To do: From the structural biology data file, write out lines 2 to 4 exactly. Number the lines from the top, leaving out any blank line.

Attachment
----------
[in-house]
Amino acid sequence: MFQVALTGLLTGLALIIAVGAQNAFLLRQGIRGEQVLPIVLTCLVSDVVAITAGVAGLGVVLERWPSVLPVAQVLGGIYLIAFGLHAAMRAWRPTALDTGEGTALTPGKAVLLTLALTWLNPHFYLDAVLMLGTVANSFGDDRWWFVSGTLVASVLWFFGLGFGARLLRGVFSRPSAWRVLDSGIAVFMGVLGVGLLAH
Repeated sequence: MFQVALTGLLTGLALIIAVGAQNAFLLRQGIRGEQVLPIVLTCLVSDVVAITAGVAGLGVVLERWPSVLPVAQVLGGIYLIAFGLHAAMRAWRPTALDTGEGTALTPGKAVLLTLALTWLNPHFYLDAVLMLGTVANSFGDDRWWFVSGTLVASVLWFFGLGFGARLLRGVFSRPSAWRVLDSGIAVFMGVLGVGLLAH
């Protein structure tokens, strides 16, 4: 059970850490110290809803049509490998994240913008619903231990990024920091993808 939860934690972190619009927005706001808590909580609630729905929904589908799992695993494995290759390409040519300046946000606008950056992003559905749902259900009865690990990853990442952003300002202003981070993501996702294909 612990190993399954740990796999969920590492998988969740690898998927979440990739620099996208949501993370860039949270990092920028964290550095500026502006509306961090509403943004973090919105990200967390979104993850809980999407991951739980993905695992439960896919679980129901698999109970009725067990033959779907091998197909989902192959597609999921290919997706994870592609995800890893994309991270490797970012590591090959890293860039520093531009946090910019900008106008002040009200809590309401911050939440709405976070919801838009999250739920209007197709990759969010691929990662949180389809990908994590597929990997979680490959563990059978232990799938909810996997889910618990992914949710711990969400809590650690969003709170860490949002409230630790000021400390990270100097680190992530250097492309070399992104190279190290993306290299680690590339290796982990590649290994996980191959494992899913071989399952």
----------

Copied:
Amino acid sequence: MFQVALTGLLTGLALIIAVGAQNAFLLRQGIRGEQVLPIVLTCLVSDVVAITAGVAGLGVVLERWPSVLPVAQVLGGIYLIAFGLHAAMRAWRPTALDTGEGTALTPGKAVLLTLALTWLNPHFYLDAVLMLGTVANSFGDDRWWFVSGTLVASVLWFFGLGFGARLLRGVFSRPSAWRVLDSGIAVFMGVLGVGLLAH
Repeated sequence: MFQVALTGLLTGLALIIAVGAQNAFLLRQGIRGEQVLPIVLTCLVSDVVAITAGVAGLGVVLERWPSVLPVAQVLGGIYLIAFGLHAAMRAWRPTALDTGEGTALTPGKAVLLTLALTWLNPHFYLDAVLMLGTVANSFGDDRWWFVSGTLVASVLWFFGLGFGARLLRGVFSRPSAWRVLDSGIAVFMGVLGVGLLAH
């Protein structure tokens, strides 16, 4: 059970850490110290809803049509490998994240913008619903231990990024920091993808 939860934690972190619009927005706001808590909580609630729905929904589908799992695993494995290759390409040519300046946000606008950056992003559905749902259900009865690990990853990442952003300002202003981070993501996702294909 612990190993399954740990796999969920590492998988969740690898998927979440990739620099996208949501993370860039949270990092920028964290550095500026502006509306961090509403943004973090919105990200967390979104993850809980999407991951739980993905695992439960896919679980129901698999109970009725067990033959779907091998197909989902192959597609999921290919997706994870592609995800890893994309991270490797970012590591090959890293860039520093531009946090910019900008106008002040009200809590309401911050939440709405976070919801838009999250739920209007197709990759969010691929990662949180389809990908994590597929990997979680490959563990059978232990799938909810996997889910618990992914949710711990969400809590650690969003709170860490949002409230630790000021400390990270100097680190992530250097492309070399992104190279190290993306290299680690590339290796982990590649290994996980191959494992899913071989399952």